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saidur
21-11-2009, 01:16 AM
July 08 a customer of ours needed a new Copeland D4RH-2500-EWM compressor. We got on to our local supplier who told us they could get one. After several weeks one was remanufactured by a Wimbledon based company and supplied and fitted. This lasted approximately 20 minutes before it blew up taking the main and delta contactors with it.

We got back on to the suppliers, who in turn contacted the remanufacturers. They basically said oh well we'll send you another one.

This was supplied and fitted along with new contactors. We kept a carefull eye on this one, checking it every few days, oil levels, operarional heat, run currents and pressures etc. All seemed fine until one day a loud rumbling noise developed. On inspection the main crankshaft bearing had gone allowing the rotor to core on the winding, luckly we'd caught it before it damaged the windings. It had lasted approximately 3 months.

Once again we contacted the suppliers who arranged to return this one. The remans' did an examination on this basically blaming oil contamination and liquid slugging (a usual get out clause I believe). And thus would not honour another replacement. We then went into a stalemate situation where nothing much happend, they had our money and our compressor and we had nothing to show for it. Eventually we demanded that they return our compressor (with a view of reconditioning it ourselves). After a few months a pallet load of scrap turned up, the compressor was all in pieces, the winding was toatlly trashed and it was definately not the compressor we had returned to them. Even the model number on the data plate was not the same.

Where do we stand legally on this, surely we should have the compressor that we purchased back wether it is working or not?

I believe our compressor had a new main baring fitted and was sent out to someone else as a remanufacture, otherwise why was it not returned when requested, and why now has another one turned up in it's place.

Brian_UK
21-11-2009, 01:20 AM
Appears to be a simple case of theft.

Trading Standards might be a good place to start if letters are falling on deaf ears.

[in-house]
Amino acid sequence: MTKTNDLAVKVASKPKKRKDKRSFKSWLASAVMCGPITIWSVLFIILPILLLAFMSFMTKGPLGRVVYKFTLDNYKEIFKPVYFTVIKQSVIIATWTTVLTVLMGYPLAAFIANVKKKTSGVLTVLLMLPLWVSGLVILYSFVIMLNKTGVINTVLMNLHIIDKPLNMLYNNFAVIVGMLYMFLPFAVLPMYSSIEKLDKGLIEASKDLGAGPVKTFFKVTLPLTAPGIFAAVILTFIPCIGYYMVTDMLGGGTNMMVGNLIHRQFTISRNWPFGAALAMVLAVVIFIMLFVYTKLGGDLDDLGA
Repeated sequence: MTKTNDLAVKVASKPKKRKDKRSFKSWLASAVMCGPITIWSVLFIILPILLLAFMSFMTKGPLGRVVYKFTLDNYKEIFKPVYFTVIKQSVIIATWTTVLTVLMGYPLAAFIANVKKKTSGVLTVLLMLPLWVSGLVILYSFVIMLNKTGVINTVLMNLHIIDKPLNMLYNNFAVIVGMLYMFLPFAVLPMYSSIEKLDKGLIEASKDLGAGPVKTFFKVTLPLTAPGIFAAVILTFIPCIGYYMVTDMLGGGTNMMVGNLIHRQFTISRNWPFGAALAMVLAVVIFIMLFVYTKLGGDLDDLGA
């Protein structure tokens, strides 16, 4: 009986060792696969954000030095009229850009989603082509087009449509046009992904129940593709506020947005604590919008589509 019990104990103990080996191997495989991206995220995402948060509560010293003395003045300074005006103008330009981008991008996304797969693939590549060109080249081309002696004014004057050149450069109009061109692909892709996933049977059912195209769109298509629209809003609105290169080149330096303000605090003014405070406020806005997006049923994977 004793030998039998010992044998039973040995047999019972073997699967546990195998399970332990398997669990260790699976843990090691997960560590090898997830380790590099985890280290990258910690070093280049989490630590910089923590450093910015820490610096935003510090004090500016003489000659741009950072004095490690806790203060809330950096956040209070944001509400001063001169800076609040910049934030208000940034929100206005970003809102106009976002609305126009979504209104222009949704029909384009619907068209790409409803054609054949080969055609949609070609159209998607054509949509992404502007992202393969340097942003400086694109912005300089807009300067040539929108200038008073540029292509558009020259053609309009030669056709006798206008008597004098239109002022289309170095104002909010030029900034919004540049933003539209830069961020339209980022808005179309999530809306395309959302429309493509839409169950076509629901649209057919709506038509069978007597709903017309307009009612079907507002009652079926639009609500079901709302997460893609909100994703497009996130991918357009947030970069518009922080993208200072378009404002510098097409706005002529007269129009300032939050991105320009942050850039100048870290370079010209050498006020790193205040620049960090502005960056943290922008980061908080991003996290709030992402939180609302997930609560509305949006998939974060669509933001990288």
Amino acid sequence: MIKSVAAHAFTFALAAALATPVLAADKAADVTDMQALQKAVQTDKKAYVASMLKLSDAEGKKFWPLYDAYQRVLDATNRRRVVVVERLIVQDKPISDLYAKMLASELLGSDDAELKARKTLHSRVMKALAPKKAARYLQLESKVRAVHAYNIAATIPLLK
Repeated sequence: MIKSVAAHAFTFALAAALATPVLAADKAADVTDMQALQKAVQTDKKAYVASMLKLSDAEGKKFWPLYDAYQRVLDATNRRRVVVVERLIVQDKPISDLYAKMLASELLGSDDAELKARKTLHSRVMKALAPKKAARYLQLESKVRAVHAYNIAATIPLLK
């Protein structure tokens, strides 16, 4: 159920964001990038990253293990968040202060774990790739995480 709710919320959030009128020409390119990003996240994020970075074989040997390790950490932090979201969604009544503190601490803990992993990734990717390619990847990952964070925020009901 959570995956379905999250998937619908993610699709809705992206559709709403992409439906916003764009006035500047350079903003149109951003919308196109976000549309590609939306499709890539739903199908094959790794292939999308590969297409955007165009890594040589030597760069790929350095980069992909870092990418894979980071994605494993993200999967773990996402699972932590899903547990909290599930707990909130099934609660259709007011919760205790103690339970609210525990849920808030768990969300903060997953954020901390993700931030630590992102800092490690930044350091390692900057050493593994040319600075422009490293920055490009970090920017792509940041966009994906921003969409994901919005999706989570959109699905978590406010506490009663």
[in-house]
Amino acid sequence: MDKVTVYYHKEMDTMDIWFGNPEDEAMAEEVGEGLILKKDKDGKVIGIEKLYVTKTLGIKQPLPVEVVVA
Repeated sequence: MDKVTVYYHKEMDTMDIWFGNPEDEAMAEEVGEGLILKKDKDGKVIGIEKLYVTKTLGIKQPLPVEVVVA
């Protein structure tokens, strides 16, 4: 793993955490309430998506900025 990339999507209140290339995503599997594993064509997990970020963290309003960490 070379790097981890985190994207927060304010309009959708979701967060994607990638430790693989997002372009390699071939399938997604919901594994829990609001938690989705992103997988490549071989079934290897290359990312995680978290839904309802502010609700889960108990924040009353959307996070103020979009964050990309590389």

Yuri B.
21-11-2009, 10:29 AM
it was definately not the compressor we had returned to them.Hello.
Sad story. Maybe it was still yours - that, which had failed first?

Sorry, you probably did not send them the first one. The impression is they mean (with the attitude we-have -done-too-much-foryou) , now, with the parts of the both comp-s at your hands, you would somehow get out from the story on your own.

Magoo
22-11-2009, 04:47 AM
Saidur.
You are between a rock and a hard spot.
A lot positives for factory new replacements.

Abe
28-11-2009, 10:55 AM
July 08 a customer of ours needed a new Copeland D4RH-2500-EWM compressor. We got on to our local supplier who told us they could get one. After several weeks one was remanufactured by a Wimbledon based company and supplied and fitted. This lasted approximately 20 minutes before it blew up taking the main and delta contactors with it.

We got back on to the suppliers, who in turn contacted the remanufacturers. They basically said oh well we'll send you another one.

This was supplied and fitted along with new contactors. We kept a carefull eye on this one, checking it every few days, oil levels, operarional heat, run currents and pressures etc. All seemed fine until one day a loud rumbling noise developed. On inspection the main crankshaft bearing had gone allowing the rotor to core on the winding, luckly we'd caught it before it damaged the windings. It had lasted approximately 3 months.

Once again we contacted the suppliers who arranged to return this one. The remans' did an examination on this basically blaming oil contamination and liquid slugging (a usual get out clause I believe). And thus would not honour another replacement. We then went into a stalemate situation where nothing much happend, they had our money and our compressor and we had nothing to show for it. Eventually we demanded that they return our compressor (with a view of reconditioning it ourselves). After a few months a pallet load of scrap turned up, the compressor was all in pieces, the winding was toatlly trashed and it was definately not the compressor we had returned to them. Even the model number on the data plate was not the same.

Where do we stand legally on this, surely we should have the compressor that we purchased back wether it is working or not?

I believe our compressor had a new main baring fitted and was sent out to someone else as a remanufacture, otherwise why was it not returned when requested, and why now has another one turned up in it's place.


Hi

Just saw your thread and advise the following:

I would pay for an "independant" expert examination of the said compressor and obtain a report.

Forward a letter to the seller informing them of the findings and inviting compensation within a specified time period.

In the absence of a response, forward a "letter of claim" in compliance with the protocol under the civil procedure rules. The letter must state the quantum of damages which will include all the "losses" you have incurred.

Issue a claim in your local County Court using Form N1 together with a particulars of claim.

Anything up to 5000.00 will be a straightforward matter with the hearing in chambers, and most likely settled via mediation at a relatively low cost.

Hope this helps. Please post any questions if you require further assistance

Abe